• Nice (, NEESS; French pronunciation: ​[nis]; Nissard Occitan: Niça, classical norm, or Nissa, nonstandard, pronounced [ˈnisa]; Italian: Nizza [ˈnittsa]; Greek: Νίκαια; Latin: Nicaea) is the seventh most populous urban area in France and the capital of the Alpes-Maritimes department. The metropolitan area of Nice extends beyond the administrative city limits, with a population of about 1 million on an area of 721 km2 (278 sq mi). Located in the French Riviera, on the south east coast of France on the Mediterranean Sea, at the foot of the Alps, Nice is the second-largest French city on the Mediterranean coast and the second-largest city in the Provence-Alpes-Côte d'Azur region after Marseille. Nice is approximately 13 kilometres (8.1 mi) from the principality of Monaco and 30 kilometres (19 mi) from the French-Italian border. Nice's airport serves as a gateway to the region. The city is nicknamed Nice la Belle (Nissa La Bella in Niçard), which means Nice the Beautiful, which is also the title of the unofficial anthem of Nice, written by Menica Rondelly in 1912. The area of today's Nice contains Terra Amata, an archaeological site which displays evidence of a very early use of fire 380,000 years ago. Around 350 BC, Greeks of Marseille founded a permanent settlement and called it Nikaia, after Nike, the goddess of victory. Through the ages, the town has changed hands many times. Its strategic location and port significantly contributed to its maritime strength. For centuries it was a dominion of Savoy, and was then part of France between 1792 and 1815, when it was returned to the Kingdom of Piedmont-Sardinia until its re-annexation by France in 1860. The natural environment of the Nice area and its mild Mediterranean climate came to the attention of the English upper classes in the second half of the 18th century, when an increasing number of aristocratic families took to spending their winters there. The city's main seaside promenade, the Promenade des Anglais ("Walkway of the English") owes its name to visitors to the resort. These included Empress Victoria, who spent winters there, and Nice born Henry Cavendish, who discovered hydrogen. Nice's appeal extended to the Russian upper classes, prince Nicholas Alexandrovich, heir apparent to Imperial Russia died in Nice and was a patron of the Russian Orthodox Cemetery, Nice where princess Catherine Dolgorukova, morganatic wife of the Tsar Alexander II of Russia, is buried. As are General Dmitry Shcherbachev and General Nikolai Yudenich leaders of the anti-Communist White Movement. Those interred in Nice at the Cimetière du Château, include celebrated jeweler Alfred Van Cleef, Emil Jellinek-Mercedes, founder of the Mercedes car company, film director Louis Feuillade, poet Agathe-Sophie Sasserno, dancer Carolina Otero, and the first president of the International Court of Justice. The clear air and soft light have particularly appealed to notable painters, such as Marc Chagall, Henri Matisse, Niki de Saint Phalle and Arman. Their work is commemorated in many of the city's museums, including Musée Marc Chagall, Musée Matisse and Musée des Beaux-Arts. Nice has the second largest hotel capacity in the country and it is one of its most visited cities, receiving 4 million tourists every year. It also has the third busiest airport in France, after the two main Parisian ones. It is the historical capital city of the County of Nice (Comté de Nice).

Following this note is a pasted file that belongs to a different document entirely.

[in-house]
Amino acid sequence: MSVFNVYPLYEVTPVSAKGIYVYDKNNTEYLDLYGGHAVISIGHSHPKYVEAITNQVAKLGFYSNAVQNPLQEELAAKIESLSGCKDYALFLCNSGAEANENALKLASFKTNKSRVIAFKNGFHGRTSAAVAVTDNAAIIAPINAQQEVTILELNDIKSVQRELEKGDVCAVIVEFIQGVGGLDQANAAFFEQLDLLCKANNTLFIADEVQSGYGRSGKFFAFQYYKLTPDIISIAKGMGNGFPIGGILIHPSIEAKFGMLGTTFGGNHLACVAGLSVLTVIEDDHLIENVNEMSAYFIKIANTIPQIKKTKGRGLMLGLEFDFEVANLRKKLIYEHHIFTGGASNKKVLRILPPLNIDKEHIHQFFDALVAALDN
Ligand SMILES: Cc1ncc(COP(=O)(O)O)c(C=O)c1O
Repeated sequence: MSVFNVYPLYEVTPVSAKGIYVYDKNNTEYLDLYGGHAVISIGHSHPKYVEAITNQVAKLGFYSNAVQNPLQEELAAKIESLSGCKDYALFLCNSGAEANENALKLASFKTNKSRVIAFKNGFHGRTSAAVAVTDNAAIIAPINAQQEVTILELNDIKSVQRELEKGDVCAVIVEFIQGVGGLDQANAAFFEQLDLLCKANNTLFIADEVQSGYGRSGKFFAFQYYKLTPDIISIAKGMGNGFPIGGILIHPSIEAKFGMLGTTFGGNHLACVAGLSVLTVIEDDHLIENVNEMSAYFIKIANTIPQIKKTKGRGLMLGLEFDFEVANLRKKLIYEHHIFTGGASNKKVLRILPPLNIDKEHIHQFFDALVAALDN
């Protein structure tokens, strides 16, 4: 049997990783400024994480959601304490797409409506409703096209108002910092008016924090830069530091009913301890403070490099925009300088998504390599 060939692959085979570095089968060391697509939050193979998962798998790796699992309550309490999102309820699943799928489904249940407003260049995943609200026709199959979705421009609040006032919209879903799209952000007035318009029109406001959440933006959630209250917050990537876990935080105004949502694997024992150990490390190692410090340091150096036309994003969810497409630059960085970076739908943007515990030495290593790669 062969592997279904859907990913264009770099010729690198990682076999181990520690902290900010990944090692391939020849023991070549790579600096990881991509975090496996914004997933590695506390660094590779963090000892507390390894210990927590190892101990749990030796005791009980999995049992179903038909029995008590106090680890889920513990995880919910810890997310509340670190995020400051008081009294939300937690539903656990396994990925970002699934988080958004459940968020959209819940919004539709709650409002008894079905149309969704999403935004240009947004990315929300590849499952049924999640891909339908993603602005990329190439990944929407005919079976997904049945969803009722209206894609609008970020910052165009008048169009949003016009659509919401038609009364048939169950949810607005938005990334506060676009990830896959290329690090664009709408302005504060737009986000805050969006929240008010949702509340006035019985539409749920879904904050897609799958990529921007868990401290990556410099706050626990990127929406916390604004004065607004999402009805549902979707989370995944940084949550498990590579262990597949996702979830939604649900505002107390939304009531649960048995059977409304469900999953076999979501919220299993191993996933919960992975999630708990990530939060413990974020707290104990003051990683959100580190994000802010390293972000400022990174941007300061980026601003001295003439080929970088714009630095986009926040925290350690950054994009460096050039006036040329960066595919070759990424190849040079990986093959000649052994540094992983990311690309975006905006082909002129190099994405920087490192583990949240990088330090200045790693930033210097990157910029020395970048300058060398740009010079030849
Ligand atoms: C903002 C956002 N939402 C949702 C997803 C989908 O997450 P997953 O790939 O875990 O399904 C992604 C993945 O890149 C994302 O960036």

• Nice (, NEESS; French pronunciation: ​[nis]; Nissard Occitan: Niça, classical norm, or Nissa, nonstandard, pronounced [ˈnisa]; Italian: Nizza [ˈnittsa]; Greek: Νίκαια; Latin: Nicaea) is the seventh most populous urban area in France and the capital of the Alpes-Maritimes department. The metropolitan area of Nice extends beyond the administrative city limits, with a population of about 1 million on an area of 721 km2 (278 sq mi). Located in the French Riviera, on the south east coast of France on the Mediterranean Sea, at the foot of the Alps, Nice is the second-largest French city on the Mediterranean coast and the second-largest city in the Provence-Alpes-Côte d'Azur region after Marseille. Nice is approximately 13 kilometres (8.1 mi) from the principality of Monaco and 30 kilometres (19 mi) from the French-Italian border. Nice's airport serves as a gateway to the region. The city is nicknamed Nice la Belle (Nissa La Bella in Niçard), which means Nice the Beautiful, which is also the title of the unofficial anthem of Nice, written by Menica Rondelly in 1912. The area of today's Nice contains Terra Amata, an archaeological site which displays evidence of a very early use of fire 380,000 years ago. Around 350 BC, Greeks of Marseille founded a permanent settlement and called it Nikaia, after Nike, the goddess of victory. Through the ages, the town has changed hands many times. Its strategic location and port significantly contributed to its maritime strength. For centuries it was a dominion of Savoy, and was then part of France between 1792 and 1815, when it was returned to the Kingdom of Piedmont-Sardinia until its re-annexation by France in 1860. The natural environment of the Nice area and its mild Mediterranean climate came to the attention of the English upper classes in the second half of the 18th century, when an increasing number of aristocratic families took to spending their winters there. The city's main seaside promenade, the Promenade des Anglais ("Walkway of the English") owes its name to visitors to the resort. These included Empress Victoria, who spent winters there, and Nice born Henry Cavendish, who discovered hydrogen. Nice's appeal extended to the Russian upper classes, prince Nicholas Alexandrovich, heir apparent to Imperial Russia died in Nice and was a patron of the Russian Orthodox Cemetery, Nice where princess Catherine Dolgorukova, morganatic wife of the Tsar Alexander II of Russia, is buried. As are General Dmitry Shcherbachev and General Nikolai Yudenich leaders of the anti-Communist White Movement. Those interred in Nice at the Cimetière du Château, include celebrated jeweler Alfred Van Cleef, Emil Jellinek-Mercedes, founder of the Mercedes car company, film director Louis Feuillade, poet Agathe-Sophie Sasserno, dancer Carolina Otero, and the first president of the International Court of Justice José Gustavo Guerrero. The clear air and soft light have particularly appealed to notable painters, such as Marc Chagall, Henri Matisse, Niki de Saint Phalle and Arman. Their work is commemorated in many of the city's museums, including Musée Marc Chagall, Musée Matisse and Musée des Beaux-Arts. Nice has the second largest hotel capacity in the country and it is one of its most visited cities, receiving 4 million tourists every year. It also has the third busiest airport in France, after the two main Parisian ones. It is the historical capital city of the County of Nice (Comté de Nice).